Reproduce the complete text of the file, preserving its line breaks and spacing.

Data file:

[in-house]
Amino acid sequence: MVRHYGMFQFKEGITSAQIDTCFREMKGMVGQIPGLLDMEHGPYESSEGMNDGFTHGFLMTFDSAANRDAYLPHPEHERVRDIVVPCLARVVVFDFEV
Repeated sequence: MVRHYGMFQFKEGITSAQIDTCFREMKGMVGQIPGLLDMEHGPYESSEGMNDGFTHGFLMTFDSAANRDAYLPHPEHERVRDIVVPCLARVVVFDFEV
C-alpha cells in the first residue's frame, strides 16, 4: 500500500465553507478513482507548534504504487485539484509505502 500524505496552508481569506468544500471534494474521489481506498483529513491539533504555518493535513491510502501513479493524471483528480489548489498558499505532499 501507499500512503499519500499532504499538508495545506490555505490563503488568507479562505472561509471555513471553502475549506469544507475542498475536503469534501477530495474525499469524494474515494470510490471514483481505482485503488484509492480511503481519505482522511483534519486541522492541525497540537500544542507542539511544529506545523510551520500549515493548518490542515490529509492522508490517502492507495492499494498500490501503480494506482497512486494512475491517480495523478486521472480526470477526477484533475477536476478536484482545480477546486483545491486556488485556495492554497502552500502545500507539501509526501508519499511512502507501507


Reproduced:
[in-house]
Amino acid sequence: MVRHYGMFQFKEGITSAQIDTCFREMKGMVGQIPGLLDMEHGPYESSEGMNDGFTHGFLMTFDSAANRDAYLPHPEHERVRDIVVPCLARVVVFDFEV
Repeated sequence: MVRHYGMFQFKEGITSAQIDTCFREMKGMVGQIPGLLDMEHGPYESSEGMNDGFTHGFLMTFDSAANRDAYLPHPEHERVRDIVVPCLARVVVFDFEV
C-alpha cells in the first residue's frame, strides 16, 4: 500500500465553507478513482507548534504504487485539484509505502 500524505496552508481569506468544500471534494474521489481506498483529513491539533504555518493535513491510502501513479493524471483528480489548489498558499505532499 501507499500512503499519500499532504499538508495545506490555505490563503488568507479562505472561509471555513471553502475549506469544507475542498475536503469534501477530495474525499469524494474515494470510490471514483481505482485503488484509492480511503481519505482522511483534519486541522492541525497540537500544542507542539511544529506545523510551520500549515493548518490542515490529509492522508490517502492507495492499494498500490501503480494506482497512486494512475491517480495523478486521472480526470477526477484533475477536476478536484482545480477546486483545491486556488485556495492554497502552500502545500507539501509526501508519499511512502507501507